5. Dig Your Heels in When You Have to – But Politely.
Always seek to maintain good relations with opposing counsel, even on little things. By building trust, rapport, and cordiality with the other attorney, the process of solving problems and overcoming impasse will be easier and much more likely. It is true in law as in life that (as my mother wisely said), “You catch more bees with honey.” This is an absolute truth in the legal profession. It happens all the time. With this type of groundwork, when you need to dig your heels in for your client, do it respectfully, politely, and unemotionally. Because you have not “cried wolf” previously about unessential things, you will be listened to by the other side about important things, and you will be taken seriously.
6. Don’t Withhold Advice Just Because You’re Not Sure.
Sometimes the law is not clear, or the results of actions taken may not be clear, but give a client all the possible scenarios so that the client can evaluate a path he or she chooses to embark upon. Lawyers must give the clients the decision as to how to proceed. However, when asked, “What would you do if you were in my position?” be honest. Lawyers are trained to spin paranoiac fantasies to present to their clients. But don’t get carried away and try to give your client some probabilities of any of these fantasies actually happening. This will allow your client to make his or her own evaluation of the risk and decision as to how to proceed.
7. Don’t Jump to Solutions.
Creative pondering is a good thing. Solutions come from many places, even in your sleep or in the car when you are commuting. The nice thing for your client about pondering during off-hours is that it is unbillable time. It is often the most creative time you spend on a client’s matter. Believe it or not, lawyers worry about their clients’ situations and want to make it better. That’s why we became lawyers.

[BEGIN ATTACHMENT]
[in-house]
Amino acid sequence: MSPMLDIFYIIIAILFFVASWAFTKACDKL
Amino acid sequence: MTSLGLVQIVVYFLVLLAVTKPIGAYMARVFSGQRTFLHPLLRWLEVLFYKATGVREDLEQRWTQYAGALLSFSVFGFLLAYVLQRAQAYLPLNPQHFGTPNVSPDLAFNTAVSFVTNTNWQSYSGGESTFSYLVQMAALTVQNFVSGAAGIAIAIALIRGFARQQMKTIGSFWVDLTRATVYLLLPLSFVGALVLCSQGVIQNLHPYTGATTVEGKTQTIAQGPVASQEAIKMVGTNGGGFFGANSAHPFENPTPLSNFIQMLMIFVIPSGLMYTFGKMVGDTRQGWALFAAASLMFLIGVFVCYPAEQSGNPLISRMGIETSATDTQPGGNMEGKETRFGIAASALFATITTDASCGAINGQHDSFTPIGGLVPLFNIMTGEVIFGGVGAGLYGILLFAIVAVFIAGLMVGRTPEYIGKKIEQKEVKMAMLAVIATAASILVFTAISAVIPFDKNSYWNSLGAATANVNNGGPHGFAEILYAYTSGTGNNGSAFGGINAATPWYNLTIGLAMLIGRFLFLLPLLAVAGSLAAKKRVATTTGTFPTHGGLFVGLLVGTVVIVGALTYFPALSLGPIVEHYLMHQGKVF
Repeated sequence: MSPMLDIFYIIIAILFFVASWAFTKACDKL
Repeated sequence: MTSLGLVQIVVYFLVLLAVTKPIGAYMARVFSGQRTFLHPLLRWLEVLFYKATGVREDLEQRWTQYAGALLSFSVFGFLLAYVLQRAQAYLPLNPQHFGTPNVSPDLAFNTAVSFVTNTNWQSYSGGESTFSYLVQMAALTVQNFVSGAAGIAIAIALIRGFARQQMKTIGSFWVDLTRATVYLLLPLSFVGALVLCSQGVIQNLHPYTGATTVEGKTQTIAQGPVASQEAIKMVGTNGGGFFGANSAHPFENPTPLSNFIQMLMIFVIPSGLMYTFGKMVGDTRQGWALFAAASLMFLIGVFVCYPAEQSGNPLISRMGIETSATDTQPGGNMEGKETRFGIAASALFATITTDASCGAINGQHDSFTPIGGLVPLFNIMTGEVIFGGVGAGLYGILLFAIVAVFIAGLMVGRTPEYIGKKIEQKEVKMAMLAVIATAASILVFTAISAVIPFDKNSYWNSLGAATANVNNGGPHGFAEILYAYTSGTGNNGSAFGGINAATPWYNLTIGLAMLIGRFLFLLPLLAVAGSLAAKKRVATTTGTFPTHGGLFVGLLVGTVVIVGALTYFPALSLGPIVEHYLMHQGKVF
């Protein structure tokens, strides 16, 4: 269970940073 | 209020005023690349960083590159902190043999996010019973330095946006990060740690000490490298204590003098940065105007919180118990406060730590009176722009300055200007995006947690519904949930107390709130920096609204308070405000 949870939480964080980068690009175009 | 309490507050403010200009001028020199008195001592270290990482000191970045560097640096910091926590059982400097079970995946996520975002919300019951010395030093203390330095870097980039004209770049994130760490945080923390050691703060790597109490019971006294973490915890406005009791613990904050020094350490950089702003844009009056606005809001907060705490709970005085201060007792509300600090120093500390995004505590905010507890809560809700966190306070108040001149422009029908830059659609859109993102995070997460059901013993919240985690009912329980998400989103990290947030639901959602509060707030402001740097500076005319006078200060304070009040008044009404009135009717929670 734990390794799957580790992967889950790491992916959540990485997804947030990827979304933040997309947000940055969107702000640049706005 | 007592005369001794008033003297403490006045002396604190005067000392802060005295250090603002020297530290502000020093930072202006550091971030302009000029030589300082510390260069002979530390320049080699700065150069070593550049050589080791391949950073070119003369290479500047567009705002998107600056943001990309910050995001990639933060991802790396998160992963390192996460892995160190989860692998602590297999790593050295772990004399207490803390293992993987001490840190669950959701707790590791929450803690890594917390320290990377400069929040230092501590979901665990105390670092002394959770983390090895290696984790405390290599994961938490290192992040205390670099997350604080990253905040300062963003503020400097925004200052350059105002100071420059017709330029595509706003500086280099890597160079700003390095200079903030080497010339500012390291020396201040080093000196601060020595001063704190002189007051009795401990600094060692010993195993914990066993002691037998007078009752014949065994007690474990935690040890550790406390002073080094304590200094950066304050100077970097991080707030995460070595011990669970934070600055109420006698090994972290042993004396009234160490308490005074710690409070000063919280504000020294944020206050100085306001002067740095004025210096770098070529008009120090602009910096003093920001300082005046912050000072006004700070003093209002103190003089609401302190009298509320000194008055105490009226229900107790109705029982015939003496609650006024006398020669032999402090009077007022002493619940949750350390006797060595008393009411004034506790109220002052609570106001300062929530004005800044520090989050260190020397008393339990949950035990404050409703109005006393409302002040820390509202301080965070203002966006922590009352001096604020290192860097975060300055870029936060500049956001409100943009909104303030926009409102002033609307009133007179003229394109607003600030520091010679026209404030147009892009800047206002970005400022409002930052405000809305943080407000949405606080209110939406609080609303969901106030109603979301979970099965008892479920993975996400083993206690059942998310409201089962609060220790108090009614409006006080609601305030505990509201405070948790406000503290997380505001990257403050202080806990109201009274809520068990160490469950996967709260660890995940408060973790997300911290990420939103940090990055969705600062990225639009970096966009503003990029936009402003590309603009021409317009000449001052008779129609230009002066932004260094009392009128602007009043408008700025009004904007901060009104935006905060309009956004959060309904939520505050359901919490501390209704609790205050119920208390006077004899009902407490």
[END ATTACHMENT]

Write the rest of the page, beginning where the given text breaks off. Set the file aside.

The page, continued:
Not jumping to solutions is a very important part of our job. If you jump to a conclusion too early, you may have foreclosed many better and more creative solutions that take a little more time or thinking to get to. Let time do its work.
8. Don’t Get Personal.
The relationship of attorney and client is very akin to the relationship between therapist and client. That’s why we are called counselors. As in a psychotherapeutic relationship, it is almost always a mistake to bring your own current life or life experiences directly into the discussion between you and your client. Your client has come to your office to deal with his or her own issues, not yours. Anytime you step away from your client’s issues and into your own life (even if your personal experiences are relevant to your client’s problem) you have broken the attorney/client relationship. You can never fully recapture the trust of your client once you have done this. Keep focused on the client’s problems and don’t bring yourself in the room.
9. Make Sure Your Client Sees Your Value.
People generally don’t like to pay attorney’s fees. It is very important that your clients feel that they have received value for what they have paid you. Don’t send a bill until you have accomplished something of value. Own up to your mistakes and rectify them on your own time. Make sure that your clients’ money is being used wisely and in the most cost-efficient way. In your interactions and communications with your clients, detail the progress made so they understand what you are doing for them. Make sure the client is satisfied with his or her interaction with you.
10. Make an Independent Assessment of the Facts and the Law.
It is important to get a clear sense of the facts of your client’s situation. A good place to start is what your client tells you. It is also important to obtain facts independently, and also through opposing counsel, even though some of these facts may not be what you want to hear. The more fact-finding you do (even if some of the facts conflict), the more able you will be to work out a solution.
Ascertaining what the law is can be complex. Always go to the source (case, statute, or regulation) and make your own independent assessment. If you rely on secondary documents, you may be thrown off-track. Remember that two things are true: the law is a seamless web (i.e., everything is intuitively and logically based), and the law is sometimes counter-intuitive (you cannot always rely on logic to get to the result).
Copyright ©2006 Laurie Israel.
Laurie Israel is founder of Israel, Van Kooy & Days, LLC, a law firm located in Brookline, Massachusetts. She combines a family law practice with estate planning, tax, mediation and collaborative law. Laurie is currently on the board of directors of the Massachusetts Council on Family Mediation and the Massachusetts Collaborative Law Council. Her writings include articles on mediation to stay married (marital mediation), collaborative practice, marriage, divorce, and pre- and post-nuptial agreements. She is a frequent presenter at professional conferences.